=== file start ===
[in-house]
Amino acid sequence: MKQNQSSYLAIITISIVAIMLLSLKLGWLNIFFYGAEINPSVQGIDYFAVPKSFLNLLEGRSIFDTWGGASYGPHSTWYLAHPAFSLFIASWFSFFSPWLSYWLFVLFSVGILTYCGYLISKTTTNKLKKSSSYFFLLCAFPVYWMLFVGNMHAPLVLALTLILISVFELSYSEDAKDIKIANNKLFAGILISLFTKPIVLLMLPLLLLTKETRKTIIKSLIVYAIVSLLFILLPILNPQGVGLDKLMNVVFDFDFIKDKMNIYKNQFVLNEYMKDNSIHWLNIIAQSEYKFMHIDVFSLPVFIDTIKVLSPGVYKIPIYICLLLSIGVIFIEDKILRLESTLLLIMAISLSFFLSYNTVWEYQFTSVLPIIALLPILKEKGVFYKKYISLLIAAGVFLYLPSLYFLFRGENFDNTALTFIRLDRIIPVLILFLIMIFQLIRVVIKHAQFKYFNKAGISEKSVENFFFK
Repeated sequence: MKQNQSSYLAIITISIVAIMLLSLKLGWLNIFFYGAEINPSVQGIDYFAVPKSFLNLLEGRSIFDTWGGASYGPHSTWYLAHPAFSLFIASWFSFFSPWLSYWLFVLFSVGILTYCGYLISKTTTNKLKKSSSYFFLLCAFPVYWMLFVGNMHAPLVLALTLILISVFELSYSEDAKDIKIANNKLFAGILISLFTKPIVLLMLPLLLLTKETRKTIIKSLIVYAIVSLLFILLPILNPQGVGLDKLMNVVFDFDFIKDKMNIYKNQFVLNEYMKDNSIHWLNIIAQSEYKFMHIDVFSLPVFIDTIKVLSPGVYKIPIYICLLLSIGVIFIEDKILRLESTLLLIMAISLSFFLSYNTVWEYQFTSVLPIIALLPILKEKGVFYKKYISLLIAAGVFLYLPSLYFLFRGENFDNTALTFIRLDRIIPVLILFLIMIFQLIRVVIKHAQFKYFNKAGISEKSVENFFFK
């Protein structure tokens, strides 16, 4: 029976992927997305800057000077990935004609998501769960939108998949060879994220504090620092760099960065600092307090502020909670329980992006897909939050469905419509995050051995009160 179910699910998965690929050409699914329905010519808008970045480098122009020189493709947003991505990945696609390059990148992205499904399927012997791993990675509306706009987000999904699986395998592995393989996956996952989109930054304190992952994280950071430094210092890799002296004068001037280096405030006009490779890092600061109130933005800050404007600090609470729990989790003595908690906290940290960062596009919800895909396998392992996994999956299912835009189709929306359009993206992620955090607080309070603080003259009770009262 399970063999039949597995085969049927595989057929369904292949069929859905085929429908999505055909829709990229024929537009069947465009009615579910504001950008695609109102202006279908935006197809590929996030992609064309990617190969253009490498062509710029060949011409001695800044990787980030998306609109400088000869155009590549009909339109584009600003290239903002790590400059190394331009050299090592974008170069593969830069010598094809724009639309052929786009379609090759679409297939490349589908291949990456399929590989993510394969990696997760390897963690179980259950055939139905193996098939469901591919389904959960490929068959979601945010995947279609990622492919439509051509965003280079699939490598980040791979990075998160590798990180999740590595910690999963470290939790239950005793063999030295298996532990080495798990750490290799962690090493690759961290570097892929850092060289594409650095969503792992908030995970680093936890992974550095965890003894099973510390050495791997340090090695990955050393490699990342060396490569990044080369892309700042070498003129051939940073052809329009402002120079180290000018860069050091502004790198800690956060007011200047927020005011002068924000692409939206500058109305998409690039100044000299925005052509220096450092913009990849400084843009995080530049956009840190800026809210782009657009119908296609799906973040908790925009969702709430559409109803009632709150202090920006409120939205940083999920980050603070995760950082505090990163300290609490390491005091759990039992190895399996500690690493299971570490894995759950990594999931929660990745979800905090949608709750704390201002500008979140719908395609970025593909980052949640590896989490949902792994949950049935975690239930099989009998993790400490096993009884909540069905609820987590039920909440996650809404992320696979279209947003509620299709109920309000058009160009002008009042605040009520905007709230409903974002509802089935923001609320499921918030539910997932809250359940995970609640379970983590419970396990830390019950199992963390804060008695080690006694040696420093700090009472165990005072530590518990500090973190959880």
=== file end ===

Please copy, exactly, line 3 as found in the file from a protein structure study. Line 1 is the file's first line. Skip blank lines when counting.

Repeated sequence: MKQNQSSYLAIITISIVAIMLLSLKLGWLNIFFYGAEINPSVQGIDYFAVPKSFLNLLEGRSIFDTWGGASYGPHSTWYLAHPAFSLFIASWFSFFSPWLSYWLFVLFSVGILTYCGYLISKTTTNKLKKSSSYFFLLCAFPVYWMLFVGNMHAPLVLALTLILISVFELSYSEDAKDIKIANNKLFAGILISLFTKPIVLLMLPLLLLTKETRKTIIKSLIVYAIVSLLFILLPILNPQGVGLDKLMNVVFDFDFIKDKMNIYKNQFVLNEYMKDNSIHWLNIIAQSEYKFMHIDVFSLPVFIDTIKVLSPGVYKIPIYICLLLSIGVIFIEDKILRLESTLLLIMAISLSFFLSYNTVWEYQFTSVLPIIALLPILKEKGVFYKKYISLLIAAGVFLYLPSLYFLFRGENFDNTALTFIRLDRIIPVLILFLIMIFQLIRVVIKHAQFKYFNKAGISEKSVENFFFK